Real Madrid have made the knockout stage of every Champions League since 1997-98. Bayern likewise since 2008-09. Barcelona’s group-stage eliminations in 2021-22 and 2022-23 were their first in almost two decades, reflecting their turmoil.
Over the past decade, English clubs have been knocked out at the group stage on just four occasions: Liverpool in 2014-15, Tottenham in 2016-17, and Manchester United in 2015-16 and 2020-21. Going into the final round of matches, Manchester United and Newcastle United are at risk of adding to that roll of dishonour.
There would be mitigating circumstances for Newcastle. Few of their players had made more than a handful of Champions League appearances. Eddie Howe had never managed in competitive European football. With no recent pedigree to boost their coefficient, they found themselves in the fourth pot of seeds and ended up in a group with PSG, Borussia Dortmund and AC Milan.
For Manchester United, an early exit would be less excusable. Apart from the seeding and the draw, this is a squad full of players who have been competing in the Champions League for years: Onana for Ajax and Inter Milan; Raphael Varane and Casemiro for Real Madrid; Eriksen for Ajax, Tottenham and Inter and so on. Rather than target up-and-coming players, they have frequently gone for players who have seen and done it all elsewhere. It makes their regular bouts of neurosis on the Champions League stage all the harder to explain.
They have won one, drawn three and lost five of their last nine away games in the Champions League. They have scored in all nine, but have conceded 21 times. Remarkably, they have kept seven clean sheets in 35 away matches since the 2011 final: against Otelul Galati (Ferguson), Leverkusen and Real Sociedad (Moyes), Benfica, Sevilla and Young Boys (Mourinho) and Villarreal (when Michael Carrick was in temporary charge).
Their home record is poor, too. Since the start of 2018, they have won just six out of 15 home matches and most of those victories (over Young Boys, Villarreal, Atalanta and Copenhagen) were far from comfortable. For a truly authoritative, dominant display at Old Trafford over that period, you have to go back to Leipzig (5-0) and Basaksehir (4-1) in the 2020-21 group stage, when there were no fans in the ground and they finished third in their group anyway.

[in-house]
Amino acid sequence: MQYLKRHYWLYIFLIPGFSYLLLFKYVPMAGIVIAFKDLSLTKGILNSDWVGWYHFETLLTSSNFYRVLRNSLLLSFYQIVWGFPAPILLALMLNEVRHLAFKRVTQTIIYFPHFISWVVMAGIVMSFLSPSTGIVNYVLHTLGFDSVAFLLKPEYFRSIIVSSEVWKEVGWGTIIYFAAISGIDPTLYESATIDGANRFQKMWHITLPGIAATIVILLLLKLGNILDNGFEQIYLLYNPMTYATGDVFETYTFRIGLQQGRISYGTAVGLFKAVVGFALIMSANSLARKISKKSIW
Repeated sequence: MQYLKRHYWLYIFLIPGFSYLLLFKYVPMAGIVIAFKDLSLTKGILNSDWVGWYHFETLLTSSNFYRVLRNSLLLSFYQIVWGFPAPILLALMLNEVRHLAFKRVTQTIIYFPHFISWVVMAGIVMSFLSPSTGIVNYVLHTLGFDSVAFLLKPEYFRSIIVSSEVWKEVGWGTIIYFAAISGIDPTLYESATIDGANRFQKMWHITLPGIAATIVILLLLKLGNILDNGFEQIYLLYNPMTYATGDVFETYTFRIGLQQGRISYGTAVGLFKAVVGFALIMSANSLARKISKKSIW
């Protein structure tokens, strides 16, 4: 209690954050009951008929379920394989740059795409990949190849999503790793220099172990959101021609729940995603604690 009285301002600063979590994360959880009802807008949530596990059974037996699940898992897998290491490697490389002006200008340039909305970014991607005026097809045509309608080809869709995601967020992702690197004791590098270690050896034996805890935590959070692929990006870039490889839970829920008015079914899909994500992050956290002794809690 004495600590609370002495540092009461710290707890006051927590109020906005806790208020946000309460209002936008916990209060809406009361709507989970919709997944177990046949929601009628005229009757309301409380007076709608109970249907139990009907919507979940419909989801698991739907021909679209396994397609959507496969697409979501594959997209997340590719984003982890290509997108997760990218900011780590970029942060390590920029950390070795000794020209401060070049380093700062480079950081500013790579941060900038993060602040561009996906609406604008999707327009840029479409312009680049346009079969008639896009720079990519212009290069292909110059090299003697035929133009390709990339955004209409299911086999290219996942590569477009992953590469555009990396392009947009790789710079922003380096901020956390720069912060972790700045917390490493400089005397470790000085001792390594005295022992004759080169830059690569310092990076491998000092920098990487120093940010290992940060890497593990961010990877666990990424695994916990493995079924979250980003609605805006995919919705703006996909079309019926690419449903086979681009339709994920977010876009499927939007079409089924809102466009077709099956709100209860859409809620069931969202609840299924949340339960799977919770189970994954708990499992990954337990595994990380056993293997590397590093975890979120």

None of this seems to make sense when you consider their impressive performance against Barcelona in the Europa League last season. But there have been too many occasions when, under different managers, they have performed meekly in the Champions League, the “fearful” team of Marca’s description. In their last seven home matches against what might be termed ‘leading’ opposition in the Champions League — Sevilla, Valencia and Juventus under Mourinho, PSG (twice) and Barcelona under Solskjaer, and Atletico under Rangnick — they have scored once.
They will have to score against Bayern. It is possible the German team, confirmed as group winners, will take it easy, but even a United victory may not be enough. Having surrendered winning positions against Galatasaray (twice) and Copenhagen, they could beat Bayern and still end up in the Europa League.
That might sound fair enough — what little enjoyment their supporters have found in European competition over the past decade has been in the second-tier competition. Liverpool are playing in it this season. Sevilla have seized the opportunity in the Europa League, winning it five times over the past decade while only making one quarter-final in the Champions League.
But that is Sevilla, who have never come higher than 22nd in the Deloitte Money League, which ranks Europe’s richest clubs each year. And this is Manchester United, who have never been outside the top five in terms of financial power, even having earned far less prize money than many of their domestic and European rivals over the past decade.
And this in an era in which European football has been dominated like never before by the biggest, richest clubs. While it is universally accepted that United are not at the level they were in the 1990s and 2000s, the scale of their underperformance in the Champions League is startling.
If that was the case in 2018, at the time of Mourinho’s “football heritage” monologue, it has been underscored since. Another group-stage elimination this season would be their fourth in their past nine Champions League campaigns. To quote Mourinho, it would be “nothing new”.
That is not Manchester United’s heritage. It is a cycle they have to break.
(Top photos: Joe Prior/Visionhaus/Matthew Lewis/Getty Images; design: Eamonn Dalton)